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W. REYNOLDS; SIMPKIN AND MARSHALL; AND J.
THOUGH there was nothing of extraordinary interest or importance among the subjects brought under the consideration of the British Parliament this year, our accounts of its proceedings have run to an unusual, and, we fear it may be justly thought, an excessive length. The expedition to Walcheren was a dull and irksome topic; and the result of the tedious inquiries and discussions to which this gave birth, unsatisfactory and vexatious. But, in the course of proceedings on this subject, a question arose relative to the privileges of the House of Commons, and the liberty of the press, particularly that of reporting parliamentary debates : and this again to a train of incidents, which it seemed natural to notice in connection with the cause from whence they sprung: and that question, with the consequent commotions, in the cities of London and Westminster, and the vicinity, excited by Sir Francis Burdett, forms the most distinguishing feature in the parliamentary history of 1810.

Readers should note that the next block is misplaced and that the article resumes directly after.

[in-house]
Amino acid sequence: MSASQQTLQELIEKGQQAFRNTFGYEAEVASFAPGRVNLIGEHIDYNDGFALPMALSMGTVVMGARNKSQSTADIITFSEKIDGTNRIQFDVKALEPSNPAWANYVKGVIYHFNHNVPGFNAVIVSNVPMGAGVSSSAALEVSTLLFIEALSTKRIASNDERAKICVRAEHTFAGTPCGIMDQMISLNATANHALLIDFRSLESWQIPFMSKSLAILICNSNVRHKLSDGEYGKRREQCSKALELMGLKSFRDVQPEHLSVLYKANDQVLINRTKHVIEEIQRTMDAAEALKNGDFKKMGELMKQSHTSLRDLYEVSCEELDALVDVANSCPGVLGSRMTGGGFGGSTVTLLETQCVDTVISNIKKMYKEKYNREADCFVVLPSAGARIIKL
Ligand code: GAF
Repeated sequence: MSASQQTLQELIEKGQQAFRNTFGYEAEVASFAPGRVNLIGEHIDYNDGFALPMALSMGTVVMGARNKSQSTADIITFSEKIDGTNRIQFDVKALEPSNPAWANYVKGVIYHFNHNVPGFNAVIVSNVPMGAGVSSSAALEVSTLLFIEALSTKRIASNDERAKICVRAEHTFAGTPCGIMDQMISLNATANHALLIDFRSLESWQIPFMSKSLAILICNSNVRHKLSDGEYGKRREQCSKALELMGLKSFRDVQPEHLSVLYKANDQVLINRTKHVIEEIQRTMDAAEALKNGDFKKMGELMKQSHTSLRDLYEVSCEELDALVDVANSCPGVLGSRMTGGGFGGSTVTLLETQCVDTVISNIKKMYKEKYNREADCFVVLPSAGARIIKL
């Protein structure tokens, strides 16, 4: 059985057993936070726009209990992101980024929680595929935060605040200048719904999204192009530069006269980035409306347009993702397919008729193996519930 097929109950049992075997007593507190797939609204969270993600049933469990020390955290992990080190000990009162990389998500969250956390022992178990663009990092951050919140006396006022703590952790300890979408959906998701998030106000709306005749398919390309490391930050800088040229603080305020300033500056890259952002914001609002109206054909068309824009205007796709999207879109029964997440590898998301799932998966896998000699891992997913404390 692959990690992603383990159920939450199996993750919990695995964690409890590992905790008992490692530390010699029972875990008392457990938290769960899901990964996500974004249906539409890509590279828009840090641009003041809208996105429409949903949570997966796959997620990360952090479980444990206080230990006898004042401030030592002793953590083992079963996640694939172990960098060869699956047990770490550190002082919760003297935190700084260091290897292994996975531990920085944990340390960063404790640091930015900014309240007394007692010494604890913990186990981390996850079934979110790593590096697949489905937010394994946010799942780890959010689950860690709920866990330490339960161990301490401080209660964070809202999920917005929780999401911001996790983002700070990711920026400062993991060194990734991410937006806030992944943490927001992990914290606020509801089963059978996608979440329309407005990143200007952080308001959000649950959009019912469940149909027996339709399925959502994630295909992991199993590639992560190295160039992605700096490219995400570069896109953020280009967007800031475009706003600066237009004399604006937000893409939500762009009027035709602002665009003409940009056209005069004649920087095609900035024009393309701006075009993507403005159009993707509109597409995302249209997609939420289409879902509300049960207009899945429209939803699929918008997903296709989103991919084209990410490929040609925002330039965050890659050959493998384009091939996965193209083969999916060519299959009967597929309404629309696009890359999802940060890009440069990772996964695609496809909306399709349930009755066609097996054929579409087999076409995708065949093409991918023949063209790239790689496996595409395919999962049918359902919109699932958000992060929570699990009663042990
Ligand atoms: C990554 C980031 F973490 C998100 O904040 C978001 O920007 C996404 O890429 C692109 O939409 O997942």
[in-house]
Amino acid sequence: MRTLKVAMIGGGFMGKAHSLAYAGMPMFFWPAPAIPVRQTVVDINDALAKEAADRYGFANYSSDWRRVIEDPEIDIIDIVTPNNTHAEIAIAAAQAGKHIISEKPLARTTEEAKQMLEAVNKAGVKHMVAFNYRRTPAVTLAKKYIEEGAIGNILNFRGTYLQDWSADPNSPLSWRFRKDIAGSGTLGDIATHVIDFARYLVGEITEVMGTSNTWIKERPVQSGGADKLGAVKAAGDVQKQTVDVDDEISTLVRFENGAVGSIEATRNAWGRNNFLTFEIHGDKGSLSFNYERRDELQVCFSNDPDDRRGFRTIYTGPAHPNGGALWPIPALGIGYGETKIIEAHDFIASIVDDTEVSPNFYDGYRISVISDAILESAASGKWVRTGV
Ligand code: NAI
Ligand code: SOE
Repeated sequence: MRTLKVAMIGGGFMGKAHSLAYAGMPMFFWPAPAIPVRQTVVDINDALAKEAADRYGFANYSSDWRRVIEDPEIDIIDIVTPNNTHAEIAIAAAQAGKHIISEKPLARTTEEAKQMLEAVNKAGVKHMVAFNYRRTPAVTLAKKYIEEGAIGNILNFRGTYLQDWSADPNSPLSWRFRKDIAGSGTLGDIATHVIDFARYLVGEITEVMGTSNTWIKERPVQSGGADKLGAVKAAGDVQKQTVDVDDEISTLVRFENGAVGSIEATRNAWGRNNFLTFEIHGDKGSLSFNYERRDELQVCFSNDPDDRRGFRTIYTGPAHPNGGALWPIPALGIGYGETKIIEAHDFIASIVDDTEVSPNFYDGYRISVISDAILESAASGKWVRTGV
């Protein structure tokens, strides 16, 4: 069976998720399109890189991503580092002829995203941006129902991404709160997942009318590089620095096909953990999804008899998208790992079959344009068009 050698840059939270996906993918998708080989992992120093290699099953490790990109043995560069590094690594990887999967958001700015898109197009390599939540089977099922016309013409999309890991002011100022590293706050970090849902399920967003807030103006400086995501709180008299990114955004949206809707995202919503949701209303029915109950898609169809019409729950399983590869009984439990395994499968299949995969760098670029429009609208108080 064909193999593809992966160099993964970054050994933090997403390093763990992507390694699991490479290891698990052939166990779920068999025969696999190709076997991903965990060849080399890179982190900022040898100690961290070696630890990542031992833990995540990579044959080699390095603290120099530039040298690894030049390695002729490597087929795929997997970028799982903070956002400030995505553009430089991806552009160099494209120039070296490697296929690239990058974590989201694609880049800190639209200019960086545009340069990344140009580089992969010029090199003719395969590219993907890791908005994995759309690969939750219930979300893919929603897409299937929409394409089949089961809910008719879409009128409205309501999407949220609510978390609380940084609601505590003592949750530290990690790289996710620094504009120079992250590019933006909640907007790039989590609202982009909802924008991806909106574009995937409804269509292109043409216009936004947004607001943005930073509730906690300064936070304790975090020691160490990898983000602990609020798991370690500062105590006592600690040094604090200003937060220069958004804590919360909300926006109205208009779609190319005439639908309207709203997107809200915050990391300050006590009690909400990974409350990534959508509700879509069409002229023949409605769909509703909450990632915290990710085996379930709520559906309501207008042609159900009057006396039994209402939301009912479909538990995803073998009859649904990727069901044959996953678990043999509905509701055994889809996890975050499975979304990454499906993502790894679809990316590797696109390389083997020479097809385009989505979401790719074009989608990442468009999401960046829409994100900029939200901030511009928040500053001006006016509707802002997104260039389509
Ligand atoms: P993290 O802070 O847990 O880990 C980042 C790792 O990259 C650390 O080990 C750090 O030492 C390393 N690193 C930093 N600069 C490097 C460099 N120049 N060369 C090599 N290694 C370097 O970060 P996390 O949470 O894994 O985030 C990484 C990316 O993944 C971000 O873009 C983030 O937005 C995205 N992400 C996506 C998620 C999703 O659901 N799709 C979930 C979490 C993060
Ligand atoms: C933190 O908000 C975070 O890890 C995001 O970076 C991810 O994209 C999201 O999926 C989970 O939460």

It may also be necessary to offer an apology for the order observed in our narrative of all these occurrences, not interrupted by many intervening subjects of attention and discussion in Parliament, from first to last : from the first of February, when the hon. Mr. Yorke gave notice of his motion for enforcing the standing order